You need data to make smarter business and marketing decisions. But the battle to get just enough (but not too much!) data is tricky.
And how do you know if you have the right data?
When it comes to conversion rate optimization, because it involves so many different aspects of marketing, some practitioners' data recommendations can sometimes be a little one-sided.
Quantitative Data is Necessary for Conversion Rate Optimization
Some conversion rate optimization practitioners emphasize using primarily quantitative data to make business decisions. They'll present seemingly logical hypotheses and recommend running A/B and multivariate tests as a method to find winning copy and online purchase experiences.
And their approach isn't a bad thing, but they're missing half of the data needed to create better hypotheses to generate and run their quantitative tests.
They're missing out on the data that tells you WHY your customers make their buying decisions. And that's a massive chunk of insight your business can't afford to miss.
Old Data is Only a Part of the Customer Story
When the person in charge of optimizing your website conversion rate is working off only historical data (and anything that comes out of Google Analytics is historical data), they’re well equipped to make generalizations.
But your customers aren’t grouped by generalizations. And making sweeping generalizations about your customers’ purchase inclinations can be dangerous to your business. Stereotypes can be incorrect and completely miss the mark when you’re trying to make a compelling argument for why a prospect should become a customer.
You need qualitative data to add flavor and substance to your customer segments and the qualitative data can be a guiding force in identifying your ideal customer.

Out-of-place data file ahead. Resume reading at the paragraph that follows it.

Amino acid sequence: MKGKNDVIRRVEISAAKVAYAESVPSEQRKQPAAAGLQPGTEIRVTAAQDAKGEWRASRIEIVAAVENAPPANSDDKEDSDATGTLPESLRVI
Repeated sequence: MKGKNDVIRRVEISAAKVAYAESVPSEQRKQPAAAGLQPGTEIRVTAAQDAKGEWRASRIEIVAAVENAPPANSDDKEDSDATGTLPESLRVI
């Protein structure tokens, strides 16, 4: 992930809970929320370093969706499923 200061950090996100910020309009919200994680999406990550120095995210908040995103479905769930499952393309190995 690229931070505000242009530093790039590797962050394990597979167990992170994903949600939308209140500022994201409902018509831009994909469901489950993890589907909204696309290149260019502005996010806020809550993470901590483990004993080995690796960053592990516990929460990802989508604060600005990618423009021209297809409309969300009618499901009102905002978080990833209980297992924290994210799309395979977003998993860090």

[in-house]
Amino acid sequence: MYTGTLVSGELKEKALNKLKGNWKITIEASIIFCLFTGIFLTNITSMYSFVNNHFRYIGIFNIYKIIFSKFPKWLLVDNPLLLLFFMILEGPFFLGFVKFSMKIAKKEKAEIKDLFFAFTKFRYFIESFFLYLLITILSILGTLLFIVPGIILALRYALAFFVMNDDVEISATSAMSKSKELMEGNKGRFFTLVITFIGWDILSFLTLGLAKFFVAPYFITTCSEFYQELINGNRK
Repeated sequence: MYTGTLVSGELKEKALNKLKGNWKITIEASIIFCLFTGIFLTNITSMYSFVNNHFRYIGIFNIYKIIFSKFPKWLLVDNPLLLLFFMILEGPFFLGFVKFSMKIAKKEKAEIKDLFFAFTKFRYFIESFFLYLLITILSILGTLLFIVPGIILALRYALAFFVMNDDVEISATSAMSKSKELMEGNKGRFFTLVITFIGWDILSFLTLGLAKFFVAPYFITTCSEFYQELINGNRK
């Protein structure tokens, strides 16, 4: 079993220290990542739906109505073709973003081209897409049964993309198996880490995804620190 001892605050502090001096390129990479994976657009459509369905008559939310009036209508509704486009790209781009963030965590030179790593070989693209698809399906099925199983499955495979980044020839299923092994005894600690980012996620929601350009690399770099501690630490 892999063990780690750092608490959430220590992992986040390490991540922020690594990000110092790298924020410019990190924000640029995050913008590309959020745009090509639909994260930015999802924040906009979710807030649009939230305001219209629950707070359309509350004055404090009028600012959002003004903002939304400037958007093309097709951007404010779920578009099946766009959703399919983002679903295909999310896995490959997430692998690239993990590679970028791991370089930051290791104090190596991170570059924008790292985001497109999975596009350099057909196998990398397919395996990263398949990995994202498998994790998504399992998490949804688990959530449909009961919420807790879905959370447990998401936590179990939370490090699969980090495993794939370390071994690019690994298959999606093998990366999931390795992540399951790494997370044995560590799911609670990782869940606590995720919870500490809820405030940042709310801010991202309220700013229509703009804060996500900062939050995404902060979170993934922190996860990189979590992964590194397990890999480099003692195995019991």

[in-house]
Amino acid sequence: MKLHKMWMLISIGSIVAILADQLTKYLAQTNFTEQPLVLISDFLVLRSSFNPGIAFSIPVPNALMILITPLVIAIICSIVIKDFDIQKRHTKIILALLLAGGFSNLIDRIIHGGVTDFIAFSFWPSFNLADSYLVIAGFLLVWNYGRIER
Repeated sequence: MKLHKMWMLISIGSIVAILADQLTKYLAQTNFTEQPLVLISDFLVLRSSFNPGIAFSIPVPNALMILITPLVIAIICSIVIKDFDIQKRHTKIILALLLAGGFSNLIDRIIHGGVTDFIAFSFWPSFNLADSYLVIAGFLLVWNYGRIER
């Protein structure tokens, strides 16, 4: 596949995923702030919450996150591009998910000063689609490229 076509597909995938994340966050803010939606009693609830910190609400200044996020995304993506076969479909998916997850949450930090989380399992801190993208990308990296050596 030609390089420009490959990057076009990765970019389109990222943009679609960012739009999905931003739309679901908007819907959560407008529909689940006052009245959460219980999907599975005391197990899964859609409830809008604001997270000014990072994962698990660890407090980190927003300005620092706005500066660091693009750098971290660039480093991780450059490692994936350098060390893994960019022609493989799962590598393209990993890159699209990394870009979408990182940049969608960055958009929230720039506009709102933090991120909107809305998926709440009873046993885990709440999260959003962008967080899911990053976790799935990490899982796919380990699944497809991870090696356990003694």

Optimization Based on Quantitative Data - Requires a Lot of Quantitative Data
So, when you need to start A/B testing and want a high degree of confidence in the results, how much data is enough data?
Optimizely has an A/B Sample Size Calculator so you can see exactly how much traffic you’ll need for a statistically significant A/B test.
Many companies and even startups don’t have the volume of data (or traffic) to run quantitative optimization tests that generate statistically relevant results. They may have enough to run tests with a low confidence level but if you’re going through the effort of running tests, don’t you want to trust the results?
If you measure changes in customer online behavior over time and you’re not considering radical changes and shifts (and the qualitative reasons for those shifts), the likelihood of coming to the wrong conclusion when you dig into the source of that change is pretty high.
Suppose you were to measure the conversion changes from an email marketing program and didn’t consider the thousands of people who lost their jobs in Q1 and Q2 of 2020 because of COVID-19 (and whose email addresses suddenly vaporized). You’d have an incomplete picture of what happened. Sure, you could report on the fact that your bounce rate rocketed, your opens plummeted, and your conversions were a fraction of what they used to be, but you’re missing the “WHY” in your results.
Granted, this is an extreme and obvious example. And it’s not logically possible to factor in every single qualitative element that impacted your marketing or conversion optimization efforts. But there is a real human need (because you’re selling to humans) for quantitative data to find a home in your testing and optimization efforts.
You Need to Include Qualitative Data in Your Conversion Optimization
Relying on quantitative data alone to generate lift in your conversion rate is a short-sided shortcut. I can’t fault anyone for doing what they can today to increase the number of conversions because we all have goals and we all want to keep generating revenue.
But sometimes, making small usability changes, or copy changes, or even updating a landing page to message match a paid search campaign can generate more lift, faster, than running tests based on half the data needed to make smart decisions.
Including quantitative data and research gives you an edge:
- Know your ideal prospects, values, attitudes, and beliefs.
- Know their objections to purchase and how to overcome them using copy, social proof, and visuals.